• Not useful in patients who are severely anxious or unable to tolerate the cuff.
    • Other contraindications include: SBP > 200mmhg, PVD, bilateral fractures, morbid obesity as well as in rarer conditions such as Raynaud’s, scleroderma, sickle cell, methhaemoglobinaemia.


    • Prilocaine (preferred): 0.6mls/kg of 5% (3mg/kg)
    • Lignocaine: 0.6mls/kg of 5% (3mg/kg)
    🤓 Ed: The question I ask everyone when teaching Bier’s block is – why do we have two cuffs? No, it’s not just because we’re so scared that one of the cuffs will fail…have a think then click for the answer…

    To have the option of cuff rotation! Tourniquets can be pretty painful, particularly after the 20-25 minute mark, and some patients will find it worse than others. An option is to:

    • inflate the proximal (A) cuff first, leaving the distal (B) cuff deflated
    • inject the LA
    • once LA is working, inflate the distal (B) cuff
    • if patient experiences a lot of pain from the inflated cuff, the proximal (A) cuff can be deflated – leaving the (B) cuff inflated over anaesthetised limb
      • in the unlikely event of anaesthetic leak you still have the option of inflating the (A) cuff as a backup

    (Image courtesy of RCEM Best Practice Guideline)


    Haematoma block

    • An overviewWikiEM
    • Good for patients you can’t sedate, with relatively fresh fractures and who you can’t use a bier’s and if there are limited staffing resources, however some old evidence here showing that better analgesia gained by Bier’s.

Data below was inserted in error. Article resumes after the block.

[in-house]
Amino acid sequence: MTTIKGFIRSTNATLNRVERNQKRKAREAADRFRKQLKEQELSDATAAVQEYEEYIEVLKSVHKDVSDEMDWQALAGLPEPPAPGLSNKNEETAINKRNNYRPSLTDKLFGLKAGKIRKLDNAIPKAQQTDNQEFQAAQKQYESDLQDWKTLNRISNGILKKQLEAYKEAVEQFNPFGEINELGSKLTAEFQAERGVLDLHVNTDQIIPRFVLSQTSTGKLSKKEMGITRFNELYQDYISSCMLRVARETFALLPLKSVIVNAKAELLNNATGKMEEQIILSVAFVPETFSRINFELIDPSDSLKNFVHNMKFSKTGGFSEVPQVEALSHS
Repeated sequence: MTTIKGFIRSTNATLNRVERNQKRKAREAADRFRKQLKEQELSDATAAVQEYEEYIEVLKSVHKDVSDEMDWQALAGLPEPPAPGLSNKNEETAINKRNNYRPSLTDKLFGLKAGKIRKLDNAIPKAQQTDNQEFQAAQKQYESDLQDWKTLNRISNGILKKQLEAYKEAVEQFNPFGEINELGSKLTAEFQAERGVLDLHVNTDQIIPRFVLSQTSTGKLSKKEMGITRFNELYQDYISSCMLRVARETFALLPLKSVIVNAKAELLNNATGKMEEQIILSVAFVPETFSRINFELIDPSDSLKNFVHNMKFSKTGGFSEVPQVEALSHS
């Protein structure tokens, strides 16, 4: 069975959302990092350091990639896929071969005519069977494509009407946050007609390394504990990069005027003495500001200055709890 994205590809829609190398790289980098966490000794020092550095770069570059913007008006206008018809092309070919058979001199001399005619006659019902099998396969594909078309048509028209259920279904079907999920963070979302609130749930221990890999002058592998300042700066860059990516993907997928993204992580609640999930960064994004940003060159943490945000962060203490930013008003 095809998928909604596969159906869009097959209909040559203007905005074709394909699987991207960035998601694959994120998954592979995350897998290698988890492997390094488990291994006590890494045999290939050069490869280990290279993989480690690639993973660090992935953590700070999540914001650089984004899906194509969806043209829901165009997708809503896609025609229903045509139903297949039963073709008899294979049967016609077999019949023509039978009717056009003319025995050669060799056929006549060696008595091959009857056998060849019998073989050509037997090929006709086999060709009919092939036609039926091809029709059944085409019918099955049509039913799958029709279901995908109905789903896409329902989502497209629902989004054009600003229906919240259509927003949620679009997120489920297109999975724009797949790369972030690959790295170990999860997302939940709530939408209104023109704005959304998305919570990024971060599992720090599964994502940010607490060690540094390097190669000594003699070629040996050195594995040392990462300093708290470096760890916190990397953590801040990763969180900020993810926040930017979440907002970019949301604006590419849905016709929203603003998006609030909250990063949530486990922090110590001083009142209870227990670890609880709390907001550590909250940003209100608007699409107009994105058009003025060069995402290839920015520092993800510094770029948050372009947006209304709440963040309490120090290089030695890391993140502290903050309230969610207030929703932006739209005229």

• If you’re an ultrasound whizz this can be used to ensure you’re going in the right spot (the right spot being below the periosteum and into the fracture haematoma)
    • Make sure you leave enough time for the anaesthetic to work, 5-10mins
    • Patient’s may have some residual pain – useful to add some fentanyl
    • Doesn’t give as good a reduction as a bier’s

      Ultrasound guided blocks

      • The future for the Ultrasound buffs
      • Different approaches are proposed, some which require single injection, others that require multiple
      • The RAPTIR approach is a single injection with further explanation of the anatomy here by NYSORA
      • While blocks of individual nerves further distal require 1 or more injections and are described here, here and again by NYSORA at this link

      (Images courtesy of NYSORA.com)

      Above: the RAPTIR approach and distribution of analgesia showing the needle entering the skin superiorly, passing posteriorly  to the clavicle and then injecting local anasthetic into the axillary sheath. This method does not require identification of the nerves just identification of the artery.

      The reduction

      You’ve decided it needs reduced, and chosen your mode of analgesia. Next question is how to effectively pull?

      The fracture is likely impacted, with intact periosteum acting as a barrier to your reduction, but will also prevent over correction if you are apprehensive.

      (Image courtesy of musculoskeletalkey.com)

        The key to an easy reduction is focus on the dis-impaction.